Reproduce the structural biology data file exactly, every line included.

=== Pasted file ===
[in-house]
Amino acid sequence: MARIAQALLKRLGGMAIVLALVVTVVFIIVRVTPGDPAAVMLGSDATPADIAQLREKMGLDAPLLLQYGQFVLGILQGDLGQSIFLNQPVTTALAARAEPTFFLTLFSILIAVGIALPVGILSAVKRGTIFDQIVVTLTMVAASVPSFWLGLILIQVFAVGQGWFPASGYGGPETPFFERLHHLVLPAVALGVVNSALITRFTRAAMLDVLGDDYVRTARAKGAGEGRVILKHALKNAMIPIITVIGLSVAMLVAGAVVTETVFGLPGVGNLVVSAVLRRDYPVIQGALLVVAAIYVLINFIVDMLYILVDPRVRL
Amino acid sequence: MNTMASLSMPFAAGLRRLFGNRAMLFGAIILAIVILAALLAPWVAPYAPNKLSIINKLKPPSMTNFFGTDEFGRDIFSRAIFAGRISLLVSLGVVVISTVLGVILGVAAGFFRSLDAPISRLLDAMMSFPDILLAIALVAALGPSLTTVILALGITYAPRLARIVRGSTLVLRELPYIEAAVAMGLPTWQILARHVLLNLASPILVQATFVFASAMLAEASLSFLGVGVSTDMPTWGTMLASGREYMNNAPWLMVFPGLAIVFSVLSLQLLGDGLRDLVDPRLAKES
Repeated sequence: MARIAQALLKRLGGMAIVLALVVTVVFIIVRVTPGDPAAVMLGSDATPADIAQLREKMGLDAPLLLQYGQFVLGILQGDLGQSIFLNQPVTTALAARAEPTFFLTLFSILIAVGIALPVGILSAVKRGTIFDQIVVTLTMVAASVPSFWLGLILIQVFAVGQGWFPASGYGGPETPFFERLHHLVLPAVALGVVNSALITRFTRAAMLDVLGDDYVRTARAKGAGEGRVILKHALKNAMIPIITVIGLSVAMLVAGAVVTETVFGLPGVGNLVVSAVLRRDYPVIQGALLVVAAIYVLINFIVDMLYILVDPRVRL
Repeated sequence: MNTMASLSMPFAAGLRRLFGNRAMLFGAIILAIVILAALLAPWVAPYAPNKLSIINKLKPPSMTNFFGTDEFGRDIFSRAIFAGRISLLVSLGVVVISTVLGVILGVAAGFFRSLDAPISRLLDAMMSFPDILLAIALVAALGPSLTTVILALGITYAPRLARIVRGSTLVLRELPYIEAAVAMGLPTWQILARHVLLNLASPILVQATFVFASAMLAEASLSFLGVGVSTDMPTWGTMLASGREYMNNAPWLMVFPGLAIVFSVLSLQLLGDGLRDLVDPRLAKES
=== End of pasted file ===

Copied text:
[in-house]
Amino acid sequence: MARIAQALLKRLGGMAIVLALVVTVVFIIVRVTPGDPAAVMLGSDATPADIAQLREKMGLDAPLLLQYGQFVLGILQGDLGQSIFLNQPVTTALAARAEPTFFLTLFSILIAVGIALPVGILSAVKRGTIFDQIVVTLTMVAASVPSFWLGLILIQVFAVGQGWFPASGYGGPETPFFERLHHLVLPAVALGVVNSALITRFTRAAMLDVLGDDYVRTARAKGAGEGRVILKHALKNAMIPIITVIGLSVAMLVAGAVVTETVFGLPGVGNLVVSAVLRRDYPVIQGALLVVAAIYVLINFIVDMLYILVDPRVRL
Amino acid sequence: MNTMASLSMPFAAGLRRLFGNRAMLFGAIILAIVILAALLAPWVAPYAPNKLSIINKLKPPSMTNFFGTDEFGRDIFSRAIFAGRISLLVSLGVVVISTVLGVILGVAAGFFRSLDAPISRLLDAMMSFPDILLAIALVAALGPSLTTVILALGITYAPRLARIVRGSTLVLRELPYIEAAVAMGLPTWQILARHVLLNLASPILVQATFVFASAMLAEASLSFLGVGVSTDMPTWGTMLASGREYMNNAPWLMVFPGLAIVFSVLSLQLLGDGLRDLVDPRLAKES
Repeated sequence: MARIAQALLKRLGGMAIVLALVVTVVFIIVRVTPGDPAAVMLGSDATPADIAQLREKMGLDAPLLLQYGQFVLGILQGDLGQSIFLNQPVTTALAARAEPTFFLTLFSILIAVGIALPVGILSAVKRGTIFDQIVVTLTMVAASVPSFWLGLILIQVFAVGQGWFPASGYGGPETPFFERLHHLVLPAVALGVVNSALITRFTRAAMLDVLGDDYVRTARAKGAGEGRVILKHALKNAMIPIITVIGLSVAMLVAGAVVTETVFGLPGVGNLVVSAVLRRDYPVIQGALLVVAAIYVLINFIVDMLYILVDPRVRL
Repeated sequence: MNTMASLSMPFAAGLRRLFGNRAMLFGAIILAIVILAALLAPWVAPYAPNKLSIINKLKPPSMTNFFGTDEFGRDIFSRAIFAGRISLLVSLGVVVISTVLGVILGVAAGFFRSLDAPISRLLDAMMSFPDILLAIALVAALGPSLTTVILALGITYAPRLARIVRGSTLVLRELPYIEAAVAMGLPTWQILARHVLLNLASPILVQATFVFASAMLAEASLSFLGVGVSTDMPTWGTMLASGREYMNNAPWLMVFPGLAIVFSVLSLQLLGDGLRDLVDPRLAKES